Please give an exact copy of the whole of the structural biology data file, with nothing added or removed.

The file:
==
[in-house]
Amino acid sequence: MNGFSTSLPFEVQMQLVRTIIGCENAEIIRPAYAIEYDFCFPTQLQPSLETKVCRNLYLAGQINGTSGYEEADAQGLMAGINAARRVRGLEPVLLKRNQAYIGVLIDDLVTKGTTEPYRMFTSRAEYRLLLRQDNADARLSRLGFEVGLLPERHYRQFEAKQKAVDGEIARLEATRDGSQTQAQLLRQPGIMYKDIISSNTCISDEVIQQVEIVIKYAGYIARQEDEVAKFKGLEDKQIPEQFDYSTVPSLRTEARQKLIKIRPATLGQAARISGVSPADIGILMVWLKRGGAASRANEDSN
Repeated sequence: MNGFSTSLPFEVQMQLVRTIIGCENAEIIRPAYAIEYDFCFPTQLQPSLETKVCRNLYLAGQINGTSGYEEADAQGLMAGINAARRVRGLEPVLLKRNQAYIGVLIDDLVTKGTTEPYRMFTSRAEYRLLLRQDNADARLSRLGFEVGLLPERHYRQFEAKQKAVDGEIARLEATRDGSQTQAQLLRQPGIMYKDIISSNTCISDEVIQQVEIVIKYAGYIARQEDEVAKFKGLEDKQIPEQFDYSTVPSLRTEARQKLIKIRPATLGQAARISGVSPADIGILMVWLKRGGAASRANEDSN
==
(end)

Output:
[in-house]
Amino acid sequence: MNGFSTSLPFEVQMQLVRTIIGCENAEIIRPAYAIEYDFCFPTQLQPSLETKVCRNLYLAGQINGTSGYEEADAQGLMAGINAARRVRGLEPVLLKRNQAYIGVLIDDLVTKGTTEPYRMFTSRAEYRLLLRQDNADARLSRLGFEVGLLPERHYRQFEAKQKAVDGEIARLEATRDGSQTQAQLLRQPGIMYKDIISSNTCISDEVIQQVEIVIKYAGYIARQEDEVAKFKGLEDKQIPEQFDYSTVPSLRTEARQKLIKIRPATLGQAARISGVSPADIGILMVWLKRGGAASRANEDSN
Repeated sequence: MNGFSTSLPFEVQMQLVRTIIGCENAEIIRPAYAIEYDFCFPTQLQPSLETKVCRNLYLAGQINGTSGYEEADAQGLMAGINAARRVRGLEPVLLKRNQAYIGVLIDDLVTKGTTEPYRMFTSRAEYRLLLRQDNADARLSRLGFEVGLLPERHYRQFEAKQKAVDGEIARLEATRDGSQTQAQLLRQPGIMYKDIISSNTCISDEVIQQVEIVIKYAGYIARQEDEVAKFKGLEDKQIPEQFDYSTVPSLRTEARQKLIKIRPATLGQAARISGVSPADIGILMVWLKRGGAASRANEDSN